As President Trump stepped up to the podium in the White House to update the nation on the coronavirus outbreak, Washington Post reporter Jabin Botsford tweeted a photo of President Trump’s prepared notes on March 19.
The last-minute edit in a black marker stood out on the plastic sheet protector, clearly showing a strike mark on the word “Corona” and replaced with “Chinese.”
The argument on President Trump’s word choice is more than just diplomacy and throwing shade at China. It is affecting the millions of Chinese Americans and Chinese students in the United States who have to face the consequences of the president’s words.
“It’s racist and it creates xenophobia,” Harvey Dong, a lecturer in Asian American and Asian diaspora studies at UC Berkeley told the Washington Post.
Before this pandemic reached western nations, racist acts and comments towards Asians already started to spread due to misinformation and the inappropriate choice of words.
In New York City, a man attacked a woman who was wearing a face mask in the subway even though she showed no coronavirus symptoms, according to NBC.
In Belgium, a group of students dressed up in stereotypical Chinese clothing and held a poster that read “Corona Time,” according to Canadian publication Global News.
These unacceptable behaviors are fueled by the leaders’ carelessness for the Asian American community.
Several conservative news outlets and republican senators have already started to use phrases like “Chinese Coronavirus” and “Wuhan coronavirus” even though the World Health Organization repeatedly warned people against using those sensitive terms.
With the president hopping on this train, he only gives credit to those highly biased media and confirms his supporters’ suspicions against Asians.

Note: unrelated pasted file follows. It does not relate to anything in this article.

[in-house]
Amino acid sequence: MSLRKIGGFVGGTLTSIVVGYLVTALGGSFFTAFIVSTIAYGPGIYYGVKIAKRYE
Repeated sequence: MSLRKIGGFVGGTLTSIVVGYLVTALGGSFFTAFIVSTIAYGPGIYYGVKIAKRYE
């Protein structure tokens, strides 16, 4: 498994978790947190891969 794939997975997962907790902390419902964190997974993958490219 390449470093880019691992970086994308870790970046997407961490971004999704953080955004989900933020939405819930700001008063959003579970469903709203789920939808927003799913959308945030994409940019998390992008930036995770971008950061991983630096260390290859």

Many commentators pointed out that many people still use the term “Spanish flu” to describe the deadly influenza pandemic that started in 1918. However, there is no correlation between the two pandemics and it doesn’t excuse the president and others from using the term “Chinese virus.” The Spanish flu was the outcome of a common misunderstanding of the flu’s origin and it was not done purposefully, according to History.com.
As the world progresses towards a more inclusive place, it is important to have the leader of a country to lead the movement first. If not, racial slurs will continue to haunt minorities.
The beginning of racial discrimination against Asians in the United States goes back into the 1800s. The Chinese massacre of 1871 in Los Angeles resulted in 17 deaths — all of them were Chinese immigrants, according to the L.A. public library. The most notable acts that deeply divided Asia and the United States was the Chinese Exclusion Act of 1882 and the Immigration Act of 1924.
Those two laws excluded an entire race, and they will be one of the first but not the last law to do so. During WWII, the incarceration of about 120,000 Japanese Americans sparked global outrage, but this event left a dark mark on the relationship between Asian Americans and the U.S. government, according to History.com.
Even though these horrific measures that were put in place in order to bar Asians from setting foot on the American soil are all in the past, there is enough to haunt Asian Americans to this day.